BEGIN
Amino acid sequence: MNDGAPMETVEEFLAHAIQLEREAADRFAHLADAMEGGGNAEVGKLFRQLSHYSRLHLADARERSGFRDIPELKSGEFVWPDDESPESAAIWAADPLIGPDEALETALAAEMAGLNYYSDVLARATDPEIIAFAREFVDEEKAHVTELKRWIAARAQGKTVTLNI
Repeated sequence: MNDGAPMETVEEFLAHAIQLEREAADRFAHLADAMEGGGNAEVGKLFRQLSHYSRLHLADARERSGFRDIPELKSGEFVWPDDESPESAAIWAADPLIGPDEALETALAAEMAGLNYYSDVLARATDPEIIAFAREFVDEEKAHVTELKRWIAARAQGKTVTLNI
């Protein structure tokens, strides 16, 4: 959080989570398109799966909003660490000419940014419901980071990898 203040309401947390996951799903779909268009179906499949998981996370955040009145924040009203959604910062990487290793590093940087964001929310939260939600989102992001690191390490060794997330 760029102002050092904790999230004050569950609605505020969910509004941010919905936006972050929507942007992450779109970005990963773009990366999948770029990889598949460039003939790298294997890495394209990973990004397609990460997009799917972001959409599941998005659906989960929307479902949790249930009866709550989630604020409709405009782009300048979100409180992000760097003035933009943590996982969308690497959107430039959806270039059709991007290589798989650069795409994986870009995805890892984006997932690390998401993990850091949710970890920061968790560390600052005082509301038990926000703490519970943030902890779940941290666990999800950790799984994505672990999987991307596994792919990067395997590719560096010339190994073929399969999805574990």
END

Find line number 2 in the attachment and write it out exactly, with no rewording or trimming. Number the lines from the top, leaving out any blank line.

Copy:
Repeated sequence: MNDGAPMETVEEFLAHAIQLEREAADRFAHLADAMEGGGNAEVGKLFRQLSHYSRLHLADARERSGFRDIPELKSGEFVWPDDESPESAAIWAADPLIGPDEALETALAAEMAGLNYYSDVLARATDPEIIAFAREFVDEEKAHVTELKRWIAARAQGKTVTLNI